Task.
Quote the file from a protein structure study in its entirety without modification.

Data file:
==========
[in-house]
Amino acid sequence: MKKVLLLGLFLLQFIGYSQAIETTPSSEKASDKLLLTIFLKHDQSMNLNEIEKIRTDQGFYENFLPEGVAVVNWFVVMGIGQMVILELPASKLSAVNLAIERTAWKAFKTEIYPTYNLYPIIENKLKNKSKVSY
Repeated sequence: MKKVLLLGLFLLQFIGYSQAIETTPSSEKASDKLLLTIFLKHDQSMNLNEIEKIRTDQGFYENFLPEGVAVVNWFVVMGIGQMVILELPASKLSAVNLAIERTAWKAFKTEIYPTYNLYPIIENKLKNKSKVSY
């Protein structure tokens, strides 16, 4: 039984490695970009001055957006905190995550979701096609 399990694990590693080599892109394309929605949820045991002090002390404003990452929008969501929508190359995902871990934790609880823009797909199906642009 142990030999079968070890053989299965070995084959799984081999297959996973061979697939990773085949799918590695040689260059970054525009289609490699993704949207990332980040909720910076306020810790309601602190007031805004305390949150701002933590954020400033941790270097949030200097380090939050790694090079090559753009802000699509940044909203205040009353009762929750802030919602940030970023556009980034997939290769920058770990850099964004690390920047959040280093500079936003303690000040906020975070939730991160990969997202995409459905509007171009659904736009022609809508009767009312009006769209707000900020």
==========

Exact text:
[in-house]
Amino acid sequence: MKKVLLLGLFLLQFIGYSQAIETTPSSEKASDKLLLTIFLKHDQSMNLNEIEKIRTDQGFYENFLPEGVAVVNWFVVMGIGQMVILELPASKLSAVNLAIERTAWKAFKTEIYPTYNLYPIIENKLKNKSKVSY
Repeated sequence: MKKVLLLGLFLLQFIGYSQAIETTPSSEKASDKLLLTIFLKHDQSMNLNEIEKIRTDQGFYENFLPEGVAVVNWFVVMGIGQMVILELPASKLSAVNLAIERTAWKAFKTEIYPTYNLYPIIENKLKNKSKVSY
């Protein structure tokens, strides 16, 4: 039984490695970009001055957006905190995550979701096609 399990694990590693080599892109394309929605949820045991002090002390404003990452929008969501929508190359995902871990934790609880823009797909199906642009 142990030999079968070890053989299965070995084959799984081999297959996973061979697939990773085949799918590695040689260059970054525009289609490699993704949207990332980040909720910076306020810790309601602190007031805004305390949150701002933590954020400033941790270097949030200097380090939050790694090079090559753009802000699509940044909203205040009353009762929750802030919602940030970023556009980034997939290769920058770990850099964004690390920047959040280093500079936003303690000040906020975070939730991160990969997202995409459905509007171009659904736009022609809508009767009312009006769209707000900020």